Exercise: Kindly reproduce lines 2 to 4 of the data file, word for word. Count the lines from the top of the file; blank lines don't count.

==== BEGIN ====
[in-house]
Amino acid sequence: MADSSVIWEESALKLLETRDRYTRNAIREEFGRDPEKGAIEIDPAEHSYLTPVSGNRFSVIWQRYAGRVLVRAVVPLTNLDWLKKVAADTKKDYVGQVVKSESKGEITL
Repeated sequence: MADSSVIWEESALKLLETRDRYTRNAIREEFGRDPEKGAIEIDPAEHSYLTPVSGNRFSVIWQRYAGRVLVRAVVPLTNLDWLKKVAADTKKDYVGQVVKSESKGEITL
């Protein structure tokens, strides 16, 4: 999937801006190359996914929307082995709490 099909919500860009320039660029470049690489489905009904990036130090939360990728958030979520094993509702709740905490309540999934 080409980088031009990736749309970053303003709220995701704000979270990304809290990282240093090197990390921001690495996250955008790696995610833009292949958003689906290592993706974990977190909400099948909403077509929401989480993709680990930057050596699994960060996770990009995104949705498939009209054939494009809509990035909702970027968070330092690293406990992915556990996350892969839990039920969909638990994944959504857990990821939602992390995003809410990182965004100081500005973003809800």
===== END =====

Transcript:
Amino acid sequence: MADSSVIWEESALKLLETRDRYTRNAIREEFGRDPEKGAIEIDPAEHSYLTPVSGNRFSVIWQRYAGRVLVRAVVPLTNLDWLKKVAADTKKDYVGQVVKSESKGEITL
Repeated sequence: MADSSVIWEESALKLLETRDRYTRNAIREEFGRDPEKGAIEIDPAEHSYLTPVSGNRFSVIWQRYAGRVLVRAVVPLTNLDWLKKVAADTKKDYVGQVVKSESKGEITL
């Protein structure tokens, strides 16, 4: 999937801006190359996914929307082995709490 099909919500860009320039660029470049690489489905009904990036130090939360990728958030979520094993509702709740905490309540999934 080409980088031009990736749309970053303003709220995701704000979270990304809290990282240093090197990390921001690495996250955008790696995610833009292949958003689906290592993706974990977190909400099948909403077509929401989480993709680990930057050596699994960060996770990009995104949705498939009209054939494009809509990035909702970027968070330092690293406990992915556990996350892969839990039920969909638990994944959504857990990821939602992390995003809410990182965004100081500005973003809800």